The Yankees' protest: more trouble than it's worth

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The Marlins screwed up a double switch yesterday, and Joe Girardi protested:

New York manager Joe Girardi protested the game because of a mixup
with the Marlins lineup in the eighth inning, when a Florida player was
removed in a double switch but took his position on the field anyway .
. .

. . . In an odd mixup, Chris Coghlan started the top of the eighth
in left field after Florida manager Fredi Gonzalez had removed him in a
double switch. Alejandro De Aza batted for pitcher Renyel Pinto in the
seventh and was supposed to take over in left, but never ran on the
field.

Leo Nunez threw a pitch, then Girardi came out to protest. After
about a 5-minute delay, Coghlan was removed, Jeremy Hermida went to
left field and the Yankees played the rest of the game under protest.
They were trailing 6-3 at the time.

I guess you sort of have to protest that, but even if Girardi is
successful, and the game result nullified, I’m not sure New York comes
out ahead. That’s because the game would be resumed at some later date
with the Marlins ahead by three in the eighth inning. The chances of
the Yankees coming back from that aren’t all that great, really, and
when you add in the facts that the game would have to take place on an
off day during the height of the summer or the height of the pennant
race, would require superfluous travel, and would tax the bullpen, one
wonders if it’s really worth it. At the very least, if you’re the
Yankees you’d hope that the protest is successful, and the resumption
of the game is scheduled for the day after the end of the season. If
New York is out of the playoffs by one game, great, resume the Marlins
game. If not, let it slide.

Mets beat Phillies to clinch wild card tie

PHILADELPHIA, PA - SEPTEMBER 30: Jose Reyes #7 and Curtis Granderson #3 of the New York Mets celebrate their win against the Philadelphia Phillies at Citizens Bank Park on September 30, 2016 in Philadelphia, Pennsylvania. The Mets defeated the Phillies 5-1. (Photo by Mitchell Leff/Getty Images)
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The magic number to clinch a wild card spot is still 1, but the Mets have at least secured a wild card tie after defeating the Phillies 5-1 on Friday night.

Jay Bruce powered the offensive drive, going 3-for-4 with a pair of RBI singles and his 33rd home run of the season, ripped from an Alec Asher fastball in the seventh inning. On the mound, right-hander Robert Gsellman limited the Phillies to seven hits and one run over six frames, striking out seven batters in his eighth appearance of the year. Behind him, a cadre of Mets relievers turned out three scoreless innings to preserve the lead and anchor the Mets in the wild card standings.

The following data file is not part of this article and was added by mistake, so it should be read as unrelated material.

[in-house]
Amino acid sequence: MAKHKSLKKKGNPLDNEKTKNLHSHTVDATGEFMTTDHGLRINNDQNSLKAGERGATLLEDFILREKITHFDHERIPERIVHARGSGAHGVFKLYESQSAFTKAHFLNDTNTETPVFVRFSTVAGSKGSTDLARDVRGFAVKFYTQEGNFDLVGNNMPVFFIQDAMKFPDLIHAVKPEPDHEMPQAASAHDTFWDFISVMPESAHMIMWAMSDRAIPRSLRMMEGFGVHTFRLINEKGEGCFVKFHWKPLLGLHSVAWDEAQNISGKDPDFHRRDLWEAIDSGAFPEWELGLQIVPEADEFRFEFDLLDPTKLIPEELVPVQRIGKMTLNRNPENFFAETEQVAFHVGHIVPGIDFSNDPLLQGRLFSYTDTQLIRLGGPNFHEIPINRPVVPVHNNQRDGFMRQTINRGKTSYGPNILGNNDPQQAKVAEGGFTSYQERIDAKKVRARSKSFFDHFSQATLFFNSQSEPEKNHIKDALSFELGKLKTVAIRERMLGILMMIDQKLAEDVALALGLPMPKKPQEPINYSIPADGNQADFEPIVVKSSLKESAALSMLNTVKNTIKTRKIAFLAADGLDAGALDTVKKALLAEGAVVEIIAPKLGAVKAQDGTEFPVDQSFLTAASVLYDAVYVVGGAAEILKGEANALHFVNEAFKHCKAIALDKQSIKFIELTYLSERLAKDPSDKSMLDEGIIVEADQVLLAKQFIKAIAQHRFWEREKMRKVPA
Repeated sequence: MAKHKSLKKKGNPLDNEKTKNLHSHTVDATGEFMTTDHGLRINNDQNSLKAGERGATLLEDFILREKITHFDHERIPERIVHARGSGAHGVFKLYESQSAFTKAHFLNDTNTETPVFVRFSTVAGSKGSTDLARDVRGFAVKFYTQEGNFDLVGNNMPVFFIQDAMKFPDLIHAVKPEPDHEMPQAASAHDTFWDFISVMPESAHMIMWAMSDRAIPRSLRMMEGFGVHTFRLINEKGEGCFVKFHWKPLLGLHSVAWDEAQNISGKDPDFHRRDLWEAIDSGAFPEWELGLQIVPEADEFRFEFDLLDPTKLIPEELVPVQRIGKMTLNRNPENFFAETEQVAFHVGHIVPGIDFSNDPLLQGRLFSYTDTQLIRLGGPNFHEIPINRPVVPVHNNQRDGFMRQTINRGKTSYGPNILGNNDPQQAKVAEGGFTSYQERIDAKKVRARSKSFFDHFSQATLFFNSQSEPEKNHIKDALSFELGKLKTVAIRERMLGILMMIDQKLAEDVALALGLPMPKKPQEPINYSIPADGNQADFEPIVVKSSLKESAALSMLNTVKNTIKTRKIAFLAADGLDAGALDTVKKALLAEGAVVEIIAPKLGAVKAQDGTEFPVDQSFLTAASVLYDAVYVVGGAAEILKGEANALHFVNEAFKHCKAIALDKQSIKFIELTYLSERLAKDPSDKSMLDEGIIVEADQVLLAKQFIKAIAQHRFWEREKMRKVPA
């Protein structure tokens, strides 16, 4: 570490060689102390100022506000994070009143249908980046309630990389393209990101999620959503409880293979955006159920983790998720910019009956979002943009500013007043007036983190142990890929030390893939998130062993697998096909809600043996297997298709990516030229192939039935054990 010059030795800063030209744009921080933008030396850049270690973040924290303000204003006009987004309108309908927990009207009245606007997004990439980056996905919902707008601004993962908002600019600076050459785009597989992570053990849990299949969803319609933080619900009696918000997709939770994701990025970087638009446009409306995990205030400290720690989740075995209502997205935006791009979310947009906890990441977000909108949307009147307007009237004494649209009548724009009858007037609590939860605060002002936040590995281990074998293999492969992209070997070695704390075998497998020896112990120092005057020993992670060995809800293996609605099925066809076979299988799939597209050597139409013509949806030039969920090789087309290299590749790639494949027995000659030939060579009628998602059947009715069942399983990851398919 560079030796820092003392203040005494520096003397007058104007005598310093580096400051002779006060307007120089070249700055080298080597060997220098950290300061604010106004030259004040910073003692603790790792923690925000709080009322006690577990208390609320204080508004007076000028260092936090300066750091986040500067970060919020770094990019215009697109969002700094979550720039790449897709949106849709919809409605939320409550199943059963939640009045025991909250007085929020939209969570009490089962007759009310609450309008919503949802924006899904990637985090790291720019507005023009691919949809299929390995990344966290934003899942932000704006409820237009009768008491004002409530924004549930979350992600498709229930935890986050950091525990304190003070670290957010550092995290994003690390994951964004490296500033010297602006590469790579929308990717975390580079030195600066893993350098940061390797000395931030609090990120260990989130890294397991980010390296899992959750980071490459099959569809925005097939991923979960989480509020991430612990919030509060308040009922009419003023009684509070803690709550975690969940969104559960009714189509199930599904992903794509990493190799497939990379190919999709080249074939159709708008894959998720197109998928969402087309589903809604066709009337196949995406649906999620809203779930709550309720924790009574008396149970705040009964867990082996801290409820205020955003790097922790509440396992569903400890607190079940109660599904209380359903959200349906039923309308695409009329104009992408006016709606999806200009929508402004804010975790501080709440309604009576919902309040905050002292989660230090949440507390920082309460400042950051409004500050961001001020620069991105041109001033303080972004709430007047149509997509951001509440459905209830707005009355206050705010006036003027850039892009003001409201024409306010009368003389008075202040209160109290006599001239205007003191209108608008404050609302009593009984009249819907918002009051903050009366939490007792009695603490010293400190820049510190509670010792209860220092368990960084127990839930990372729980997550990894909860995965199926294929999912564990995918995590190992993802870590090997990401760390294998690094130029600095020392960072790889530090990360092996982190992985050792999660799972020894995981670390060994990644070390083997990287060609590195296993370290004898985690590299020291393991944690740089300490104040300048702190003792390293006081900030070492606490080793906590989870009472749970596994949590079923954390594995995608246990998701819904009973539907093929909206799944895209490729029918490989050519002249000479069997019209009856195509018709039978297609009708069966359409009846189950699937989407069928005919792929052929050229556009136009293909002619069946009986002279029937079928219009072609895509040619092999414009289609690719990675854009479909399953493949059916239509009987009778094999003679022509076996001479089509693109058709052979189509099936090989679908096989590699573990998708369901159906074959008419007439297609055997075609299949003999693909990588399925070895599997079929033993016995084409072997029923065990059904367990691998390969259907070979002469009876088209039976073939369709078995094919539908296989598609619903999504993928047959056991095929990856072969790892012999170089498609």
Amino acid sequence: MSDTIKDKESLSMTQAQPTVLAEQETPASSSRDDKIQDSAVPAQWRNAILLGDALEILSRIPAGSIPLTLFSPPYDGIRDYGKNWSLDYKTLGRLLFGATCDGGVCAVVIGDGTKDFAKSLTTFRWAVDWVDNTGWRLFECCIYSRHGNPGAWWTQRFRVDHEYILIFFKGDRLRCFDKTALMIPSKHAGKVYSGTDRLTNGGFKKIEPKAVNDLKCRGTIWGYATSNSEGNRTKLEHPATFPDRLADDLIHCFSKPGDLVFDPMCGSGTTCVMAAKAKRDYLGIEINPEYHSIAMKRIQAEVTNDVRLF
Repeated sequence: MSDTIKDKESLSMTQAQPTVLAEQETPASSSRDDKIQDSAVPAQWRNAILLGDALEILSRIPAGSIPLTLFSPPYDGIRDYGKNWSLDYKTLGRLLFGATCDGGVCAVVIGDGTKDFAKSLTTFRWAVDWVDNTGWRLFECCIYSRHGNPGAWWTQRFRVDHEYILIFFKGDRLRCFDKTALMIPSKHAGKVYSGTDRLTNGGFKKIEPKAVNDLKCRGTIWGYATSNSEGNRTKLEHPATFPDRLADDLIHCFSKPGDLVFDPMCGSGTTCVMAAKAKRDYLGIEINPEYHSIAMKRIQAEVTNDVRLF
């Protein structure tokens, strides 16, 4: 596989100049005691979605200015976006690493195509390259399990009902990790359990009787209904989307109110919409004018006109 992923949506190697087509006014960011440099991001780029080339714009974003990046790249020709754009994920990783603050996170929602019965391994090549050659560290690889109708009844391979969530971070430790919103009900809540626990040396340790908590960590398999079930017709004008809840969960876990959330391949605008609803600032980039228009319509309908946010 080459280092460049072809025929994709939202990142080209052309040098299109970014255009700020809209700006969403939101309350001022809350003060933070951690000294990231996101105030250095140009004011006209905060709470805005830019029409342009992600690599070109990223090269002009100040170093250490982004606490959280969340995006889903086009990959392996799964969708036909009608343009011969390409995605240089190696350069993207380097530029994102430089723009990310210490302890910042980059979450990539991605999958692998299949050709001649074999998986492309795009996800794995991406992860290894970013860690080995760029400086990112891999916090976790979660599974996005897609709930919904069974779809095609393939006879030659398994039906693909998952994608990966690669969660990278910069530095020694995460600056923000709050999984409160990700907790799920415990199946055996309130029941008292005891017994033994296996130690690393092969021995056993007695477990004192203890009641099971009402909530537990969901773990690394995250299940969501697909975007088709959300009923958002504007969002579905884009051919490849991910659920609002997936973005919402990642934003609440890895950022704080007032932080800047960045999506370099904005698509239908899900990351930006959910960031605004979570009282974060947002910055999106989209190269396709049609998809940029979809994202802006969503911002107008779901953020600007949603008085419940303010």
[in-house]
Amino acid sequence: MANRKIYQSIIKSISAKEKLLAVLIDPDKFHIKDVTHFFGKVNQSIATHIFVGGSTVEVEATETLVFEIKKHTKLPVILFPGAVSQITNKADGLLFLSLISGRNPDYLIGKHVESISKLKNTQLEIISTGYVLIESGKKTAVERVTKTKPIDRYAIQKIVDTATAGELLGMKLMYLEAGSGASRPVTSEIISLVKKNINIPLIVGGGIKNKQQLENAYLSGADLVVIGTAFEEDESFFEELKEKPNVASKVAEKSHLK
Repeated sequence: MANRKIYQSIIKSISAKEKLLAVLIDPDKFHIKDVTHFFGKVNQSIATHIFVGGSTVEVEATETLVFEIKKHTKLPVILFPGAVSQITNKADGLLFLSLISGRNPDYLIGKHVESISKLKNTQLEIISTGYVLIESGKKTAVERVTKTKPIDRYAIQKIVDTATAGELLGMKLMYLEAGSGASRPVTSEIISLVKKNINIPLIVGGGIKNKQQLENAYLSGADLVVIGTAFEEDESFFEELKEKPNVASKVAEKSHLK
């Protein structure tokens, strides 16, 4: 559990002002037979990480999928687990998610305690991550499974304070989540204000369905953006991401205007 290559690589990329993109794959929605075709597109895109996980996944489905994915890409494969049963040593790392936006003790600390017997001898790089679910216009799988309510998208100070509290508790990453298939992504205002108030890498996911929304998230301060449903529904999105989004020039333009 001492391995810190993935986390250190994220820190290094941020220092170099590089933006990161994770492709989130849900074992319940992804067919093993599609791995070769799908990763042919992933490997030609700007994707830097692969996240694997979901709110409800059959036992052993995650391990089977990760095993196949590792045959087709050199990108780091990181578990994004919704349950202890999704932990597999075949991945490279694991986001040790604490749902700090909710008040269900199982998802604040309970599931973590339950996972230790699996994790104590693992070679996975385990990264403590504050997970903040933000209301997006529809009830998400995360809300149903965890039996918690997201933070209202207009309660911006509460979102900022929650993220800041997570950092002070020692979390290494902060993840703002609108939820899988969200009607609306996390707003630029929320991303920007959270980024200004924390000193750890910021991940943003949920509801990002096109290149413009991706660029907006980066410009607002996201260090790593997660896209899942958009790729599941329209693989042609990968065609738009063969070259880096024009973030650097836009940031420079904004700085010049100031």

The Cardinals aren’t out of the race quite yet, and can still force a tiebreaker with the Mets if they manage to win the remainder of their games this weekend and the Mets lose the rest of theirs. Any other scenario will ensure the Mets’ exclusive rights to a wild card spot next week. While a wild card clinch is unlikely to happen tonight, with St. Louis leading Pittsburgh 7-0 through 7.5 innings and just entering a rain delay, it remains a distinct possibility over these next two days.

Carlos Rodon strikes out 10 consecutive batters

CHICAGO, IL - SEPTEMBER 30: Carlos Rodon #55 of the Chicago White Sox pitches against the Minnesota Twins during the first inning on September 30, 2016 at U. S. Cellular Field in Chicago, Illinois. (Photo by David Banks/Getty Images)
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In a season that boasts the likes of Max Scherzer (he of the 20-strikeout masterpiece) and Clayton Kershaw (he of nine separate games with at least 10 strikeouts), there hasn’t been anyone who’s done exactly what Carlos Rodon did this week.

During Friday’s series opener against the Twins, Rodon retired seven consecutive batters via strikeout. His streak — and the beginnings of a perfect game, if you can call it that after just 2 ⅓ frames — ended on a Logan Schafer double that found right field well before Rodon managed to put up two strikes. With seven consecutive strikeouts, Rodon became the first American League pitcher to strike out seven batters to start a game since right-hander Joe Cowley did it for the Sox back in 1986. Had Schafer whiffed on a couple more fastballs, Rodon would have tied Mets’ starter Jacob deGrom for most strikeouts to start a game in major league history.

Not only did Rodon manage to quell the first seven batters in Minnesota’s lineup, but he extended his strikeout streak to 10 consecutive batters dating back through his last start against the Cleveland Indians. Per MLB.com’s Rhett Bollinger, the last major league pitcher to do so was reliever Eric Gagne, who accomplished the feat for the 2003 Dodgers during his first and only Cy Young Award-winning season.

Any way you slice it, this is an impressive look: